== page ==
Katherine Johnson, a pioneer of the American space movement, was born in White Sulphur Springs, and was trained as a mathematician and physicist. Because the local schools only offered classes to African-Americans through the eighth grade, her father enrolled his children in a school 125 miles away from their home, where Johnson’s mother and three siblings lived during the academic year until they all graduated from college. Johnson graduated from high school at age 14 and from college at 18.
After teaching for seven years in elementary and high schools in West Virginia and Virginia, she went to work in 1953 as a pool mathematician or “computer” for the Langley Research Center part of the National Advisory Committee for Aeronautics in Hampton, Virginia. With Congressional approval, NACA later became what is now known as the National Aeronautics and Space Administration.
At NASA, Johnson worked on the early space program, including computing the launch window for astronaut Alan Shepard’s 1961 Mercury mission. She was tasked with calculations to propel space capsules into orbit around the moon and to send landing units to and from the lunar surface. She plotted backup navigational charts for astronauts in case of electronic failures. In 1962, computers were used for the first time to calculate John Glenn’s orbit around Earth. But according to Johnson, NASA officials called on her to verify the numbers generated by the computers. She also calculated the trajectory for the 1969 Apollo flight to the moon.
While working in NASA’s Flight Dynamics Branch at LRC, Johnson helped author the first textbook on space. Later in her career, she worked on the space shuttle program, the Earth Resources Satellite, and on plans for a mission to Mars. Johnson co-authored 28 scientific papers during her 33 years with NASA, before retiring in 1986.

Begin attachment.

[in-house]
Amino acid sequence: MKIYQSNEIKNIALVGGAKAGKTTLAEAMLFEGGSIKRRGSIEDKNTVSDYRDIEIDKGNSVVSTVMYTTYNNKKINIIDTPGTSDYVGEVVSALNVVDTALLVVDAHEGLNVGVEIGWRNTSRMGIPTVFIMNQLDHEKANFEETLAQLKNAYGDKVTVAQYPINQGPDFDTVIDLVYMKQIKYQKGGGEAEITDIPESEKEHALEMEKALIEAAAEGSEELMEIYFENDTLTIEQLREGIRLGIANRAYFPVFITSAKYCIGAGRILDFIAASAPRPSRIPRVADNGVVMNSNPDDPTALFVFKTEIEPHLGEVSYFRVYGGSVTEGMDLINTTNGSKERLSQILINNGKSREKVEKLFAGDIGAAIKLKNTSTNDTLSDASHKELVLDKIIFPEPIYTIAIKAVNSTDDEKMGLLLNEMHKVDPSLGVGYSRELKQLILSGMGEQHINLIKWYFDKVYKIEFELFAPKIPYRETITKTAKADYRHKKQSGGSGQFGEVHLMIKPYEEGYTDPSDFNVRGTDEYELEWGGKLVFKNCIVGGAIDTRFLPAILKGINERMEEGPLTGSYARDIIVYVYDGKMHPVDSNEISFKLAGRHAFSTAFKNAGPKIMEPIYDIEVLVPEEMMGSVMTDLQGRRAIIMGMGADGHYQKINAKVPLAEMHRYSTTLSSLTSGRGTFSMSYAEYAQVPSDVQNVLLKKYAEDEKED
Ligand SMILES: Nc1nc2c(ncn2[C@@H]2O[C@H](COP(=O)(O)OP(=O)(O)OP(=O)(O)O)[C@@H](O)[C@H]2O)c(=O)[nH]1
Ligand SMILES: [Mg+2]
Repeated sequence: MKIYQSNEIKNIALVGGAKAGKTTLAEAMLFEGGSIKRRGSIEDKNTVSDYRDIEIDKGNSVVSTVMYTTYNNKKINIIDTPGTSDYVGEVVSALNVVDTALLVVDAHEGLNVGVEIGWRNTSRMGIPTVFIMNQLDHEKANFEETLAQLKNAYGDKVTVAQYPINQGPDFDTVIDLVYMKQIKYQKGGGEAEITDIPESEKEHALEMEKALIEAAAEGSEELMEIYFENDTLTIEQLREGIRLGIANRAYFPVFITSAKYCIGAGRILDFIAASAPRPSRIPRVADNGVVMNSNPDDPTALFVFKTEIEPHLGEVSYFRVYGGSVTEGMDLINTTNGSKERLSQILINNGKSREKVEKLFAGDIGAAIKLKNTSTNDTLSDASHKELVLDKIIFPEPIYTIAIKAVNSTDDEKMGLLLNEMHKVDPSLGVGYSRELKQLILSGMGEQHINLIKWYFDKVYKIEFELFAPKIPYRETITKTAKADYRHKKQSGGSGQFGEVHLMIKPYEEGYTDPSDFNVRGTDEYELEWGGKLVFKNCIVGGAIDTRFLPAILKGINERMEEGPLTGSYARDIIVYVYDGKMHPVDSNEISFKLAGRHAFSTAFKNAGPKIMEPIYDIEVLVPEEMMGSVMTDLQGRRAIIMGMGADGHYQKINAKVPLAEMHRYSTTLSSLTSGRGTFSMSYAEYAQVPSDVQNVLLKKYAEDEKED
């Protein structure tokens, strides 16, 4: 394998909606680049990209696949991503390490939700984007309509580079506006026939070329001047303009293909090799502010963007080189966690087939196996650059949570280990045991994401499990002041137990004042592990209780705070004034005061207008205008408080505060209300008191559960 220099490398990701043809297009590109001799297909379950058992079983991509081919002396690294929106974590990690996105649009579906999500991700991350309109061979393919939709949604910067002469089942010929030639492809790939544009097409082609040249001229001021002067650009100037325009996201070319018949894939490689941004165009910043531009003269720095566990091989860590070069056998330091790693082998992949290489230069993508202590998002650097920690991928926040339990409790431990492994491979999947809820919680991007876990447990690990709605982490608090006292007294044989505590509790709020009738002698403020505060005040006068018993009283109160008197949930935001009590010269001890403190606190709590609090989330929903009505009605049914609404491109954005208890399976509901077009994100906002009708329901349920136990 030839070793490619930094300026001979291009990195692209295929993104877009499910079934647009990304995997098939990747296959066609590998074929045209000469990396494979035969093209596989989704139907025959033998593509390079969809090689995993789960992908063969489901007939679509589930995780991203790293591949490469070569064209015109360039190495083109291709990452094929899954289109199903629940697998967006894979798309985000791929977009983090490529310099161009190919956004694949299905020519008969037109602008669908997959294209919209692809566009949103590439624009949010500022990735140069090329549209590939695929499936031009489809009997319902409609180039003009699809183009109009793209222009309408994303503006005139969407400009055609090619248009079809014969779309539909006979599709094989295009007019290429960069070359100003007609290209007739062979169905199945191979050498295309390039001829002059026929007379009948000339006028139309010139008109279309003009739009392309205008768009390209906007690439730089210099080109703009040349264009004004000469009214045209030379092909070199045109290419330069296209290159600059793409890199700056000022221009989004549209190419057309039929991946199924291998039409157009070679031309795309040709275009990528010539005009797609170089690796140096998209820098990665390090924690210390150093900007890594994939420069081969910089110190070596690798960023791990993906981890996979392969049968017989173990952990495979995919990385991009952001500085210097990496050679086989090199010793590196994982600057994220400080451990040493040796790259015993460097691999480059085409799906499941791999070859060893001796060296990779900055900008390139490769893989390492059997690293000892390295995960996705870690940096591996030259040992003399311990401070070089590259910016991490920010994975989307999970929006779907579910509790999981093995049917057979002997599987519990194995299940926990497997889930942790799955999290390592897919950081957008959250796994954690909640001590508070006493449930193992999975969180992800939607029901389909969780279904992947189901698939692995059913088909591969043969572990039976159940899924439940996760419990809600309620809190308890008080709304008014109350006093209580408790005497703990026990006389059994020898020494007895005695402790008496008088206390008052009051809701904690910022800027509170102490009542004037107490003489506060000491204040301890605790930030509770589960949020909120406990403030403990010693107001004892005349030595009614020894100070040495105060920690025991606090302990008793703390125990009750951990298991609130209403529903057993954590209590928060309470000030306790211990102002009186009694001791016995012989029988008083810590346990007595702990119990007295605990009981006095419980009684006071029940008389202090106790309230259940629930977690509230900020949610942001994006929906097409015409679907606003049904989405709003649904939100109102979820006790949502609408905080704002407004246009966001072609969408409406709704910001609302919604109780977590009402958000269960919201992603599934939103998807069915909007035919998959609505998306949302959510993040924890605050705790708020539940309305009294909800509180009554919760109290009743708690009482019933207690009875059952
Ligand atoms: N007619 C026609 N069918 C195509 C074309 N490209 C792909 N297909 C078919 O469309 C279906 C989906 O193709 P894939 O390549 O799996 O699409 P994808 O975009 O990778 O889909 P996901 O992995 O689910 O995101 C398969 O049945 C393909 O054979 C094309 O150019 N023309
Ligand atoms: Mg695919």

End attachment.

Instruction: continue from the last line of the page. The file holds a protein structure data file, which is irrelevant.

She earned many awards throughout her career, including the Lunar Orbiter Spacecraft and Operations team award at NASA; numerous NASA LRC Special Achievement Awards; National Technical Association Mathematician of the Year; and honorary doctorates from the State University of New York at Farmingdale, Capitol College in Laurel, Maryland, and Old Dominion University, Norfolk, Virginia. In 1968 and 1999, she was honored as the West Virginia State College Outstanding Alumnus of the Year for her scientific achievements. In 2000, she was inducted into the National Black College Alumni Hall of Fame, Atlanta, Georgia.
Johnson was one of the 17 recipients of the 2015 Presidential Medal of Freedom from President Barack Obama in November 2015. Other recent awards include the Distinguished West Virginian Award from Gov. Earl Ray Tomblin, having a bench dedicated to her at the Air and Space Museum in Hampton and being honored as one of eight in the Virginia Women in History Traveling Exhibit sponsored by the State Library of Virginia in Richmond.
In 1997, Johnson was recognized as one of 24 black inventors and scientists at the Afro-American Historical and Cultural Museum in Philadelphia. She was featured in the U.S. Office of Education documentary, “Practical Uses of Mathematics,” as well as in D.C. Heath’s “Fifth Grade Science” textbook. She was also included in the U.S. Department of Energy’s “Black Contributors to Science and Energy Technology,” and is featured in “Black Women Scientists in the United States” by Wini Warren.
Johnson is a graduate of West Virginia State College (now University), where she earned a B.S. degree, summa cum laude, in mathematics and French. She did graduate work at West Virginia University, one of the first blacks to attend. Johnson has been a longtime member of the Carver Presbyterian Church in Newport News and was a member of the choir. She is a Diamond Soror (+75 years) of Alpha Kappa Alpha Sorority, Inc. She also still enjoys watching sports, playing bridge and bingo, and talking with students about her work and their potential involvement in STEM initiatives.